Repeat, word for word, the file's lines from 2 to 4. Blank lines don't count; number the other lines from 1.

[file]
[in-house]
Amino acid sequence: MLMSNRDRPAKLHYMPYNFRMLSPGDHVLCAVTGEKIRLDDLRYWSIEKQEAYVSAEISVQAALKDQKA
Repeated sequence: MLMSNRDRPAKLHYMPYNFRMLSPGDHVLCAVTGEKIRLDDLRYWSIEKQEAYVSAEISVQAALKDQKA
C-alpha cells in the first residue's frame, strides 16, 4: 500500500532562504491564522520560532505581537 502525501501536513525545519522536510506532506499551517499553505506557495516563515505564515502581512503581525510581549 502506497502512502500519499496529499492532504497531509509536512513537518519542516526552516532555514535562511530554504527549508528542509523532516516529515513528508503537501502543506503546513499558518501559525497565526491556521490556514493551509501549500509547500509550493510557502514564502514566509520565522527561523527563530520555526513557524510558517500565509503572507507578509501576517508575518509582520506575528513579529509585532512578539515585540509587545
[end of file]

Amino acid sequence: MLMSNRDRPAKLHYMPYNFRMLSPGDHVLCAVTGEKIRLDDLRYWSIEKQEAYVSAEISVQAALKDQKA
Repeated sequence: MLMSNRDRPAKLHYMPYNFRMLSPGDHVLCAVTGEKIRLDDLRYWSIEKQEAYVSAEISVQAALKDQKA
C-alpha cells in the first residue's frame, strides 16, 4: 500500500532562504491564522520560532505581537 502525501501536513525545519522536510506532506499551517499553505506557495516563515505564515502581512503581525510581549 502506497502512502500519499496529499492532504497531509509536512513537518519542516526552516532555514535562511530554504527549508528542509523532516516529515513528508503537501502543506503546513499558518501559525497565526491556521490556514493551509501549500509547500509550493510557502514564502514566509520565522527561523527563530520555526513557524510558517500565509503572507507578509501576517508575518509582520506575528513579529509585532512578539515585540509587545